Poe's “The Fall of the House of Usher” is considered to be a Dark Romantic text. Dark Romanticism began in the mid-nineteenth century as a negative reaction to the popular Transcendental Movement, a rising force in literary circles. Authors like Poe found transcendentalism to be a laughable concept which was absurdly optimistic and unrealistic. The anti-transcendentalists made it a point to make a mockery of transcendental beliefs in their work; hence, the Dark Romantic genre began.(Quinn)
When Edgar Allan Poe wrote his short story “The Fall of the House of Usher”, he was creatively mocking traditional transcendental beliefs. Poe displays his scorn for transcendentalism in many different ways throughout this piece. Rather than the transcending happenings that build to a happy ending that is characteristic of transcendentalism, this work features a dreary setting with a plot that becomes increasingly ominous as the story develops...
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... A writing genre whose existence is based on a reaction against another genre partly owes its existence, a priori, to the original genre. And the primary transcendental motif of the primacy of spirituality over flesh is an understated plot device in Poe's story. Though clearly featuring Poe's scorn towards several defining facets of the transcendental movement, “The Fall of the House of Usher” simultaneously bears the mark of one of the most overarching themes of transcendental thinking.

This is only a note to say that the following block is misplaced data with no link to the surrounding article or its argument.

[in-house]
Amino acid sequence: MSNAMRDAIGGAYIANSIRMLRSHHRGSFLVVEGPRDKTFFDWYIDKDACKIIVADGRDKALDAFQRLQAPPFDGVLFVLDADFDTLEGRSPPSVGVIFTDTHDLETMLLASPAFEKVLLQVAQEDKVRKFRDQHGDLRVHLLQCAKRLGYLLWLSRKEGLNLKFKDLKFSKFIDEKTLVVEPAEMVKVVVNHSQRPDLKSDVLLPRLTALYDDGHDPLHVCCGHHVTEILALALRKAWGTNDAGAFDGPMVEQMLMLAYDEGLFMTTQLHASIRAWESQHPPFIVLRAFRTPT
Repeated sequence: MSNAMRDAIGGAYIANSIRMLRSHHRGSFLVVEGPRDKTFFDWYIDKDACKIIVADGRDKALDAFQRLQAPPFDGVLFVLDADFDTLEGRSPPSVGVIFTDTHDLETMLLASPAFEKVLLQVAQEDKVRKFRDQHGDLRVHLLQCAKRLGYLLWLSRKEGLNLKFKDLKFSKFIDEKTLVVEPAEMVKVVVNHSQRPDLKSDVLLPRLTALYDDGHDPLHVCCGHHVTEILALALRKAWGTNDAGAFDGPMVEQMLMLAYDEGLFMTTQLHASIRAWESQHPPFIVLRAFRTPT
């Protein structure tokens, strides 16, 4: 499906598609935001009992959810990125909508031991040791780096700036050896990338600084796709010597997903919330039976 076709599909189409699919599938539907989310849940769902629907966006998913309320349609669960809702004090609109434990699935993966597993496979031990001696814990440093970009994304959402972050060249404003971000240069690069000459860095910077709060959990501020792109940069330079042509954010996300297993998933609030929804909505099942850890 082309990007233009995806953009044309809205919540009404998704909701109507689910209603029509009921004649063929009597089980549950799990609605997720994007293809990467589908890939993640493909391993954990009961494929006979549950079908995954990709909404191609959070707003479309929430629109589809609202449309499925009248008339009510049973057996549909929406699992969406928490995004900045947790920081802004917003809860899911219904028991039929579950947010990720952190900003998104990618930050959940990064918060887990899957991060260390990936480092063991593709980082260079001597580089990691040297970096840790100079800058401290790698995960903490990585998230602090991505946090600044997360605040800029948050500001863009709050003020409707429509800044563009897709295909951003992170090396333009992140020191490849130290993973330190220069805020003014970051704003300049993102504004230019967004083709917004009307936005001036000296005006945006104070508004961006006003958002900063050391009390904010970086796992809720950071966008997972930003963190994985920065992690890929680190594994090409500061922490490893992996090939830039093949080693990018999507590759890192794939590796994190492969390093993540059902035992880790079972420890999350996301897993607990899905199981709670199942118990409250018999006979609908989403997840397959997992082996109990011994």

Poe, Edgar A. "The Fall of the House of Usher." The Heath Anthology of American Literature. 6th edition. B. Boston, MA: Wadsworth, 2009.
Quinn, Arthur Hobson. Edgar Allan Poe: A Critical Biography. New York: Coopers Square Publishers, 1969.
Voloshin, Beverly. “Transcendence Downward: An Essay on 'Usher' and 'Ligeia.'” Modern Language Studies. 1988.
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